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Riskiest behaviors to avoid during coronavirus pandemic, according to an expert

Despite the fact that some may be experiencing so-called “caution fatigue,” the coronavirus pandemic is still raging, with certain areas across the country — namely the Midwest — seeing a surge in cases and hospitalizations. 

And with autumn officially here, bringing with it flu season, experts are urging the public to remain diligent in taking precautions to protect against both the seasonal illness and the novel virus. 

“Wearing a mask the wrong way. I've seen so many people not cover their nose, or letting it slide up their chin. I'm glad you are wearing a mask but when you wear it wrong, the effectiveness drops dramatically,” Dr. John Whyte said. (iStock)

“Wearing a mask the wrong way. I’ve seen so many people not cover their nose, or letting it slide up their chin. I’m glad you are wearing a mask but when you wear it wrong, the effectiveness drops dramatically,” Dr. John Whyte said. (iStock)

“I know everyone is tired of COVID but now is not the time to give up or go easy on the safeguards,” Dr. John Whyte, the chief medical officer of the health care website WebMD, told Fox News. 

Read on for a look at the worst things to do amid the pandemic, according to Whyte. 


Gong to work when you feel unwell 

“Do not be around people —  whether at work or socially — when you aren’t feeling well,” said Whyte. “You could be infectious with COVID even before you test positive so listen to your body.  If you feel lousy, stay home and rest in bed. Don’t go out infecting others.”

Wearing your face mask incorrectly 

“Wearing a mask the wrong way. I’ve seen so many people not cover their nose, or letting it slide up their chin. I’m glad you are wearing a mask but when you wear it wrong, the effectiveness drops dramatically,” he said. 

 Avoid the buffet line 

“Sampling the buffet line” should be avoided, warned Whyte. “You often have to wait until it’s your turn. People are touching the same utensils. I’d wait a while until I’d hit the salad bar.”


Going to large events — especially indoors 

“Going to an event of 50 or more people inside, not socially distanced, without masks” is a dangerous game to play, said Whyte. “I know everyone is tired of COVID but now is not the time to give up or go easy on the safeguards.”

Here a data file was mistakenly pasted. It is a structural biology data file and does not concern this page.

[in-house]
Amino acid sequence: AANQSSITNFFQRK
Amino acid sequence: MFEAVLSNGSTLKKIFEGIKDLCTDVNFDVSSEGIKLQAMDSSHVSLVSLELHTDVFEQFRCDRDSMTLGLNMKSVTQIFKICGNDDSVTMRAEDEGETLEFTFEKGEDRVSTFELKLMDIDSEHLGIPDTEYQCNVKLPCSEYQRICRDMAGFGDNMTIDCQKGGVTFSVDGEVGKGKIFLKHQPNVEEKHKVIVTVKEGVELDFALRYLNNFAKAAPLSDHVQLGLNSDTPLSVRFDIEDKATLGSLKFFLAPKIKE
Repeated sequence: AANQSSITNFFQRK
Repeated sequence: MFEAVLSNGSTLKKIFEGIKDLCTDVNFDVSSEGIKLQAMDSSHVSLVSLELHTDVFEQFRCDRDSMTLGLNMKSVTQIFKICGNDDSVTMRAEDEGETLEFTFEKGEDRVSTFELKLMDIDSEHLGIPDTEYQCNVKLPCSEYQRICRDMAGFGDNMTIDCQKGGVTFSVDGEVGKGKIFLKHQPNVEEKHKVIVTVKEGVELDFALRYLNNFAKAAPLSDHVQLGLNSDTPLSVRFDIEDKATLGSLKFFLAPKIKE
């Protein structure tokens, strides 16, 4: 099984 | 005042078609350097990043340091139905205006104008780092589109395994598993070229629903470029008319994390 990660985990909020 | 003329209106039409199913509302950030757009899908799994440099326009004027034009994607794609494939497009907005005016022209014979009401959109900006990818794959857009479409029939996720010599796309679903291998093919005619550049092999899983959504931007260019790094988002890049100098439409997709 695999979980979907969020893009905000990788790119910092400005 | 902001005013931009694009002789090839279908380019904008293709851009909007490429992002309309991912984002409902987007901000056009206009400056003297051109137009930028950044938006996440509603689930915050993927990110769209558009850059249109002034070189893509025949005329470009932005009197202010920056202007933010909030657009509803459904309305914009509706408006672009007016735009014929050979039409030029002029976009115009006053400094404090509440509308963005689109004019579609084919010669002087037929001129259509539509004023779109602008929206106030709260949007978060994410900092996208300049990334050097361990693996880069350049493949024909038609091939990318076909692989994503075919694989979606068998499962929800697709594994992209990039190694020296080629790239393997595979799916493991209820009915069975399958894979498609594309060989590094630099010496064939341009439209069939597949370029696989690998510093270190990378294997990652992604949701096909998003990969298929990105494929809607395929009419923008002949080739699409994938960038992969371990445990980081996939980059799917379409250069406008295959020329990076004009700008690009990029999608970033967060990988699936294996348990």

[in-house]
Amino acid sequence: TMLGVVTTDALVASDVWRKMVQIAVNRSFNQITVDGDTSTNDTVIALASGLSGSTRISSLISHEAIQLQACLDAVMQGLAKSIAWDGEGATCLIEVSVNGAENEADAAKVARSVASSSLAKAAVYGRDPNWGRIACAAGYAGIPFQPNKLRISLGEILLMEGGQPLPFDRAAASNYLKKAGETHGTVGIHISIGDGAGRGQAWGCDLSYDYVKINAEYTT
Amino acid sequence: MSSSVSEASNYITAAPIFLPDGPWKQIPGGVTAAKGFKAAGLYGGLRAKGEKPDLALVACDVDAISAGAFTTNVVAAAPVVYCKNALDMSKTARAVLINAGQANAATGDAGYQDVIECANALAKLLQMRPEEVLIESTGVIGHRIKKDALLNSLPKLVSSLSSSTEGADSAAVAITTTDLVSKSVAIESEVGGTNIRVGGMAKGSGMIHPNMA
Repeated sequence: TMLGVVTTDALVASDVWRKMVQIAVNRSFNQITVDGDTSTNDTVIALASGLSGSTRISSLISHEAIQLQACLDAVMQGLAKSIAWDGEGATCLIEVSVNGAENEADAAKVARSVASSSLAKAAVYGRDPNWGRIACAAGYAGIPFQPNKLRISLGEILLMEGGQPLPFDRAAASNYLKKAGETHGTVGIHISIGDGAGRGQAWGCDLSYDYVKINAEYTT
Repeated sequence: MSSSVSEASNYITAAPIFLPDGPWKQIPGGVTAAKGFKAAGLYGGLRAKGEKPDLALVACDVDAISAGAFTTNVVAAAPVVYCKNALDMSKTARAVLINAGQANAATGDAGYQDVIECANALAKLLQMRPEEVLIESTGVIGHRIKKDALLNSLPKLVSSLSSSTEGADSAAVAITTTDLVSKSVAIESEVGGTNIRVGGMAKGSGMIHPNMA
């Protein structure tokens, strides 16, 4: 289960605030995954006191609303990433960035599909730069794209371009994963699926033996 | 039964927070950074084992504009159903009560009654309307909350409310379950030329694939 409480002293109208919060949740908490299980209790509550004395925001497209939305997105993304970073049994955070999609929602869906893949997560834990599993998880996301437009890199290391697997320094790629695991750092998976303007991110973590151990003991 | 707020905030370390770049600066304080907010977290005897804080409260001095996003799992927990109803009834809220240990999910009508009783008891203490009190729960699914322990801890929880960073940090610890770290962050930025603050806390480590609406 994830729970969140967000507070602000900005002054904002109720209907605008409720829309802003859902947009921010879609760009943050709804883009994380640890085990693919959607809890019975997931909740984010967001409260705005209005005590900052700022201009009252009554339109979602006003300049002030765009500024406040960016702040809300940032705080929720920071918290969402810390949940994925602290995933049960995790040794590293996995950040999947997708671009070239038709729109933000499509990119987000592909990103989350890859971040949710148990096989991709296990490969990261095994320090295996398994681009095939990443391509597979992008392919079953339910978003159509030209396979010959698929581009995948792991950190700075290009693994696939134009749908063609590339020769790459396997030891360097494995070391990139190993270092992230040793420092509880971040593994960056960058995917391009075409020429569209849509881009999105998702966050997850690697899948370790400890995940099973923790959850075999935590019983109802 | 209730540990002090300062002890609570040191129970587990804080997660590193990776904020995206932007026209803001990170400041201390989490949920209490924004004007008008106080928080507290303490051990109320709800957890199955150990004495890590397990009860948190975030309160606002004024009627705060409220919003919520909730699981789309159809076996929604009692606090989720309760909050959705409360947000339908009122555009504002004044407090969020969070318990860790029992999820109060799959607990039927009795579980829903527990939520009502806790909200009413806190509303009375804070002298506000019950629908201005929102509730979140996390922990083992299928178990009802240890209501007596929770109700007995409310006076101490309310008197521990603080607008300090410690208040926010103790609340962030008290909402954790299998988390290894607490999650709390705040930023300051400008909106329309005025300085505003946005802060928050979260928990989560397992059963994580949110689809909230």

Assuming a cure is ‘around the corner’

“Thinking there’s a cure around the corner. Although we have made progress in treatments and various vaccines are in development, you don’t want to let down your guard,” said Whyte. 


Bonus: Avoid this popular Halloween activity

Thrill-seekers should avoid at least one popular Halloween activity this year, said Whyte: haunted houses. 

“It’s dark, crowded, and people are screaming. The chances of getting COVID-19 just aren’t worth it this year,” he said. 

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Remdesivir study finally published, and an expert in critical care medicine gives us his verdict

Remdesivir study finally published – an expert in critical care medicine gives us his verdict
A patient receiving supplemental oxygen is likely to benefit the most. Credit: 99Art/Shutterstock

The results of the ACTT-1 trial, which looked at the effectiveness of remdesivir as a treatment for COVID-19, have finally been published. So far the only drug that has been shown to reduce deaths from the disease has been dexamethasone, a steroid that suppresses the immune system through its anti-inflammatory effects. Steroids have a secondary effect on the disease—they don’t target the virus itself. Remdesivir, on the other hand, goes straight to the cause of the disease by inhibiting the virus.

The drug, which was developed by Gilead Sciences, was approved for use by the US Food and Drug Administration under an “emergency use authorisation” on May 1. It was recently used to treat President Donald Trump.